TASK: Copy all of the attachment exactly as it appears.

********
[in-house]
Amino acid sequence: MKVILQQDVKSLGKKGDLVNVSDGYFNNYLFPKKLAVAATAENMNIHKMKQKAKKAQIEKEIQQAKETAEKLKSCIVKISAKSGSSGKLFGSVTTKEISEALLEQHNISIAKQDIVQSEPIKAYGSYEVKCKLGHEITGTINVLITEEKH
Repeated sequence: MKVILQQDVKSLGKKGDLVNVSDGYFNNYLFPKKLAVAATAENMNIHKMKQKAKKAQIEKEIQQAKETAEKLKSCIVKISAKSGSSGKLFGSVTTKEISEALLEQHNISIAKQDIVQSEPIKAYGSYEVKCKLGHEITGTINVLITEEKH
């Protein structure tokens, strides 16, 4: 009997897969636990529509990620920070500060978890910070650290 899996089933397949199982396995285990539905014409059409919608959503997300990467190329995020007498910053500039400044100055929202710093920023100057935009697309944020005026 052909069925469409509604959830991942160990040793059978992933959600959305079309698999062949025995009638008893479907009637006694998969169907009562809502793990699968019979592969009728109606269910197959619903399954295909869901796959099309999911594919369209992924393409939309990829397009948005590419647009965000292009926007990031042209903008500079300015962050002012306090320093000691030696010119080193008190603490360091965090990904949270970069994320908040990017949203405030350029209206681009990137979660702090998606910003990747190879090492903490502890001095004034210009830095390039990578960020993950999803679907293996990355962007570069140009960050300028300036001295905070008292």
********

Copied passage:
[in-house]
Amino acid sequence: MKVILQQDVKSLGKKGDLVNVSDGYFNNYLFPKKLAVAATAENMNIHKMKQKAKKAQIEKEIQQAKETAEKLKSCIVKISAKSGSSGKLFGSVTTKEISEALLEQHNISIAKQDIVQSEPIKAYGSYEVKCKLGHEITGTINVLITEEKH
Repeated sequence: MKVILQQDVKSLGKKGDLVNVSDGYFNNYLFPKKLAVAATAENMNIHKMKQKAKKAQIEKEIQQAKETAEKLKSCIVKISAKSGSSGKLFGSVTTKEISEALLEQHNISIAKQDIVQSEPIKAYGSYEVKCKLGHEITGTINVLITEEKH
């Protein structure tokens, strides 16, 4: 009997897969636990529509990620920070500060978890910070650290 899996089933397949199982396995285990539905014409059409919608959503997300990467190329995020007498910053500039400044100055929202710093920023100057935009697309944020005026 052909069925469409509604959830991942160990040793059978992933959600959305079309698999062949025995009638008893479907009637006694998969169907009562809502793990699968019979592969009728109606269910197959619903399954295909869901796959099309999911594919369209992924393409939309990829397009948005590419647009965000292009926007990031042209903008500079300015962050002012306090320093000691030696010119080193008190603490360091965090990904949270970069994320908040990017949203405030350029209206681009990137979660702090998606910003990747190879090492903490502890001095004034210009830095390039990578960020993950999803679907293996990355962007570069140009960050300028300036001295905070008292």